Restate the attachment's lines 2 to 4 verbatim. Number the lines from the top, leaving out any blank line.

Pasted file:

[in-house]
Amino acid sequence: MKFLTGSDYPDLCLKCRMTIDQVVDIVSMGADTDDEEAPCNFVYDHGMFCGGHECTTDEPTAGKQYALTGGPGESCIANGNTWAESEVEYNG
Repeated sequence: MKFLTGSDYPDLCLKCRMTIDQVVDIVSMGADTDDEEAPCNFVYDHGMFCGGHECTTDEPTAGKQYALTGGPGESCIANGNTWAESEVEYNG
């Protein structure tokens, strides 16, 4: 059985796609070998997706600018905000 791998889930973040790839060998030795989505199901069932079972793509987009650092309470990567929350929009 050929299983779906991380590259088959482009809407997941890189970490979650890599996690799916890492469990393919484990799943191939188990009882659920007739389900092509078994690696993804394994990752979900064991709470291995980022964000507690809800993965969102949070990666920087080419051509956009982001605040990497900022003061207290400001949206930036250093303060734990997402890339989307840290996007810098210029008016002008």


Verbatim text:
Amino acid sequence: MKFLTGSDYPDLCLKCRMTIDQVVDIVSMGADTDDEEAPCNFVYDHGMFCGGHECTTDEPTAGKQYALTGGPGESCIANGNTWAESEVEYNG
Repeated sequence: MKFLTGSDYPDLCLKCRMTIDQVVDIVSMGADTDDEEAPCNFVYDHGMFCGGHECTTDEPTAGKQYALTGGPGESCIANGNTWAESEVEYNG
């Protein structure tokens, strides 16, 4: 059985796609070998997706600018905000 791998889930973040790839060998030795989505199901069932079972793509987009650092309470990567929350929009 050929299983779906991380590259088959482009809407997941890189970490979650890599996690799916890492469990393919484990799943191939188990009882659920007739389900092509078994690696993804394994990752979900064991709470291995980022964000507690809800993965969102949070990666920087080419051509956009982001605040990497900022003061207290400001949206930036250093303060734990997402890339989307840290996007810098210029008016002008």